Given the stark difference between evolution and six-day creation, many people assume that Darwin’s theory shook the foundations of the Christian faith. In truth, the literal six-day interpretation of Genesis 1-2 was not the only perspective held by Christians prior to modern science. St. Augustine (354-430), John Calvin (1509-1564), John Wesley (1703-1791), and others supported the idea of Accommodation. In the Accommodation view, Genesis 1-2 was written in a simple allegorical fashion to make it easy for people of that time to understand. In fact, Augustine suggested that the 6 days of Genesis 1 describe a single day of creation. St. Thomas Aquinas (1225-1274) argued that God did not create things in their final state, but created them to have potential to develop as he intended. The views of these and other Christian leaders are consistent with God creating life by means of evolution.
Many people assume that Darwin’s theory must have shaken the foundations of the Christian faith because of the stark difference between evolution and the idea of a six-day creation. In truth, the literal six-day interpretation of Genesis 1–2 was not the only perspective espoused by Christian thinkers prior to the publication of The Origin of Species in 1859. The works of many early Christian theologians and philosophers reveal an interpretation of Genesis compatible with Darwin’s theory.
Early Christian Thought
To understand how Genesis was interpreted during ancient times, see John Walton's "Reconciling Science with Scripture" and Denis Lamoureux's "The Ancient Science in the Bible" and "The Message-Incident Principle" from our Science and the Sacred blog.
Origen, a third-century philosopher and theologian from Alexandria, Egypt—one of the great intellectual centers of the ancient world—provides an example of early Christian thought on creation.
Best known for On First Principles and Against Celsus, Origen presented the main doctrines of Christianity and defended them against pagan accusations. Origen opposed the idea that the creation story should be interpreted as a literal and historical account of how God created the world. There were other voices before Origen who advocated more symbolic interpretations of the creation story. Origen’s views were also influential for other early church thinkers who came after him.1
St. Augustine of Hippo, a bishop in North Africa during the early fifth century, was another central figure of the period. Although he is widely known for Confessions, Augustine authored dozens of other works, several of which focus on Genesis 1–2.2 In The Literal Meaning of Genesis, Augustine argues that the first two chapters of Genesis are written to suit the understanding of the people at that time.3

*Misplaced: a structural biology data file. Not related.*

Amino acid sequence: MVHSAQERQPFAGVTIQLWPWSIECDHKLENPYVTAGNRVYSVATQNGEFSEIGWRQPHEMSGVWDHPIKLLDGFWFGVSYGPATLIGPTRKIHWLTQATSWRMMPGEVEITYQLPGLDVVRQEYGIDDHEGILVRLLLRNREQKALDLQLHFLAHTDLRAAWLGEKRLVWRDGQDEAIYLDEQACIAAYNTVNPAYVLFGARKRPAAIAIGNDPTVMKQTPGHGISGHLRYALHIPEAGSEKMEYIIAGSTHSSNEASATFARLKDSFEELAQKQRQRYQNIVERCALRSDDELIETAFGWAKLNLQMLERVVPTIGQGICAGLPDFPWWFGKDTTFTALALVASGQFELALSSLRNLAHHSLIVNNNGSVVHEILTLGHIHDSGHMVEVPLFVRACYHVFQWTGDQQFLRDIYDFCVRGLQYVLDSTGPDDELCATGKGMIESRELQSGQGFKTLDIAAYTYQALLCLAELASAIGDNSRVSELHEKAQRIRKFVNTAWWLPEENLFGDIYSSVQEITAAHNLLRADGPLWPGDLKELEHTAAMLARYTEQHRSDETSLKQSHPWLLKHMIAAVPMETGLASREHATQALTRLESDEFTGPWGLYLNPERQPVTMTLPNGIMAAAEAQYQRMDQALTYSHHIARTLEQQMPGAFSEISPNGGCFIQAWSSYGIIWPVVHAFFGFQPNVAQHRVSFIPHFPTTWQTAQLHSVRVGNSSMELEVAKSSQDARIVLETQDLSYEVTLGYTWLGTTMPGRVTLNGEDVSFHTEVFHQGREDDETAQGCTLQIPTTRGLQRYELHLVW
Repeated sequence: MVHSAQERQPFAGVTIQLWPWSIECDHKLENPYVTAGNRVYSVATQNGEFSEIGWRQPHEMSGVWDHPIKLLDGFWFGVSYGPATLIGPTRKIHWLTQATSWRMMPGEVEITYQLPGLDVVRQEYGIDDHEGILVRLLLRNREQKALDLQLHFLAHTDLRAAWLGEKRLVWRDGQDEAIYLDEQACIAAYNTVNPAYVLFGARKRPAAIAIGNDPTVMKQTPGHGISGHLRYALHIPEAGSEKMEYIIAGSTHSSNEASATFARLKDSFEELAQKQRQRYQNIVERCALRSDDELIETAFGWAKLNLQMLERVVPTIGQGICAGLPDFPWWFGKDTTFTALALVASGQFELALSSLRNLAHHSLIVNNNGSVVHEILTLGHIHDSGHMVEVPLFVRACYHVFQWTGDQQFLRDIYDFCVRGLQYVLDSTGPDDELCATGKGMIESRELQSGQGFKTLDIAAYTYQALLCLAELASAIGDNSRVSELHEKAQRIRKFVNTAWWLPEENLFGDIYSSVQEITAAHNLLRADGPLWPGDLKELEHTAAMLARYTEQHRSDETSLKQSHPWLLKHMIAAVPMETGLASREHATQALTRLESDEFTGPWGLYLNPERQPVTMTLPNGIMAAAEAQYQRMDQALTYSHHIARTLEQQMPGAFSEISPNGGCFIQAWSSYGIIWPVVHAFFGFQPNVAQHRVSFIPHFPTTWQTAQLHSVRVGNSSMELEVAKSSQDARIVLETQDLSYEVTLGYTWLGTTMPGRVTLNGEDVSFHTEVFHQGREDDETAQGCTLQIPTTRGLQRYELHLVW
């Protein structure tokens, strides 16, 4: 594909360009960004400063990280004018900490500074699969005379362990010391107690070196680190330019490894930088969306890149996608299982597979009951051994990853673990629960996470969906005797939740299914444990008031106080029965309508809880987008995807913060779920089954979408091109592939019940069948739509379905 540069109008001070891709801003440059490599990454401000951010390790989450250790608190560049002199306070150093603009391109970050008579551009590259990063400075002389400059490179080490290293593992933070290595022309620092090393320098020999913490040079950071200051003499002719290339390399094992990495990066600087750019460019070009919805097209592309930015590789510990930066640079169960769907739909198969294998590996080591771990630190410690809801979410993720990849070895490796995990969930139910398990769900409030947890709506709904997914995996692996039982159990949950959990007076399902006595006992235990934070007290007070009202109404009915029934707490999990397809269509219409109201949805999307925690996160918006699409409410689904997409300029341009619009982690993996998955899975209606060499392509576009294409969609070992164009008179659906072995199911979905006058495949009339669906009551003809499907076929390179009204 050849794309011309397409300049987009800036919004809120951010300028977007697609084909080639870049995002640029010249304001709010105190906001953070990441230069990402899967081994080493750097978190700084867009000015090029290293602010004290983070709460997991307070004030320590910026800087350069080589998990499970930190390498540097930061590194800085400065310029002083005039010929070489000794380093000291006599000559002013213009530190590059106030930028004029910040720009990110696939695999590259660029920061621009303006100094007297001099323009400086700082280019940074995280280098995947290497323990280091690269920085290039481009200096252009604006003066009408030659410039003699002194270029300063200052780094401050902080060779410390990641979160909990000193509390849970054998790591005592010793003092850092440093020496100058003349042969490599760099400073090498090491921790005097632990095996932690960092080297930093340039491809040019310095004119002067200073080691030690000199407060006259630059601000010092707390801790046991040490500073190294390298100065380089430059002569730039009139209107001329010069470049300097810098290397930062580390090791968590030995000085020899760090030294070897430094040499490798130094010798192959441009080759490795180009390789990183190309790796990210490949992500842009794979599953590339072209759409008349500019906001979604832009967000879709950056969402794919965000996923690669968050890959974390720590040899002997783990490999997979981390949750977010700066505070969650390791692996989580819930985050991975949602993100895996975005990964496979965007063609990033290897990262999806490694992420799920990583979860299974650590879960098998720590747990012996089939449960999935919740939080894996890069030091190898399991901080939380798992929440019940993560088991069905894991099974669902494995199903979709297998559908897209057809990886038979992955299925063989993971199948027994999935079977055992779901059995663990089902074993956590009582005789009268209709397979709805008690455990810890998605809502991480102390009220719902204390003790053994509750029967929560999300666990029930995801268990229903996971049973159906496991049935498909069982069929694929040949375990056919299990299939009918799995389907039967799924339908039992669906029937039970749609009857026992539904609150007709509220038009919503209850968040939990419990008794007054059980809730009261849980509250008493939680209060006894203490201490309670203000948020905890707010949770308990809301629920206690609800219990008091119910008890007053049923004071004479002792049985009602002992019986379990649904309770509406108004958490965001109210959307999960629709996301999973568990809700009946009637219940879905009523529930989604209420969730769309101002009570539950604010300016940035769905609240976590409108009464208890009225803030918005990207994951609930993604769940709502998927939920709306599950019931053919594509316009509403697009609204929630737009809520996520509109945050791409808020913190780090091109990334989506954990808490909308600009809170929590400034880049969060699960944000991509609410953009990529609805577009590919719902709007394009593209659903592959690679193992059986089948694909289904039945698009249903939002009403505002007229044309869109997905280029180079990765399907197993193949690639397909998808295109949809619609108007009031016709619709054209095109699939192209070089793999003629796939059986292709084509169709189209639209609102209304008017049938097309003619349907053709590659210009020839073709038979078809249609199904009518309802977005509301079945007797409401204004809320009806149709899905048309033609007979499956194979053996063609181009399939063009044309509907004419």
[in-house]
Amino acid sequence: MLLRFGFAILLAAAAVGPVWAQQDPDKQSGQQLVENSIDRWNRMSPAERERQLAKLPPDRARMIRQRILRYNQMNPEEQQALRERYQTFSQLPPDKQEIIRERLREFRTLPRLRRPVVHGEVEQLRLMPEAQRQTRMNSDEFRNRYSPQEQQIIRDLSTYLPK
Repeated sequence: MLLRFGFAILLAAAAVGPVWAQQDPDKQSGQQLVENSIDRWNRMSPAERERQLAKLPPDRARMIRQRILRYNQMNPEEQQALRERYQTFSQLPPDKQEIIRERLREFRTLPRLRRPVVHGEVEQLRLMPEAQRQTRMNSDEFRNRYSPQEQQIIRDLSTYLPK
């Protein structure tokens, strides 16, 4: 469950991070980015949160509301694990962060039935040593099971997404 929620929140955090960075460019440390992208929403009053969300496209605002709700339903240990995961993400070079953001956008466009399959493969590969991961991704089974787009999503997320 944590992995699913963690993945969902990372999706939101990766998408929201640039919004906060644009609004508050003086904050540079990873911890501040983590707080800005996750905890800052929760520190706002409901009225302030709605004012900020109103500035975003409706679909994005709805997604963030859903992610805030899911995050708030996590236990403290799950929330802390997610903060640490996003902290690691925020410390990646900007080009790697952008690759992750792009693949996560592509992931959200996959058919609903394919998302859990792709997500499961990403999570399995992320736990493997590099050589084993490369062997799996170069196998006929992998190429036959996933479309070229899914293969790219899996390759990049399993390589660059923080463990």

In order to communicate in a way that all people could understand, the creation story was told in a simpler, allegorical fashion. Augustine also believed God created the world with the capacity to develop, a view that is harmonious with biological evolution.4
Later Christian Thought
There are many other non-literal interpretations of Genesis 1–2 later in history. St. Thomas Aquinas, a well-known thirteenth-century philosopher and theologian, was particularly interested in the intersection of science and religion and was strongly influenced by Augustine. Aquinas did not fear the possible contradiction between the Genesis creation story and scientific findings.
In Summa Theologica, he responds to the question of whether all six days of creation are actually a description of a single day, a theory Augustine had suggested. Aquinas argues in favor of the view that God created all things to have potential:
On the day on which God created the heaven and the earth, He created also every plant of the field, not, indeed, actually, but “before it sprung up in the earth,” that is, potentially.…All things were not distinguished and adorned together, not from a want of power on God’s part, as requiring time in which to work, but that due order might be observed in the instituting of the world.5
Augustine’s creation perspective can be seen even as late as the eighteenth century—just before Darwin published The Origin of Species—in the works of John Wesley. An Anglican minister and early leader in the Methodist movement, Wesley, like Augustine, thought the scriptures were written in terms suitable for their audience. He writes,
The inspired penman in this history [Genesis] … [wrote] for the Jews first and, calculating his narratives for the infant state of the church, describes things by their outward sensible appearances, and leaves us, by further discoveries of the divine light, to be led into the understanding of the mysteries couched under them.6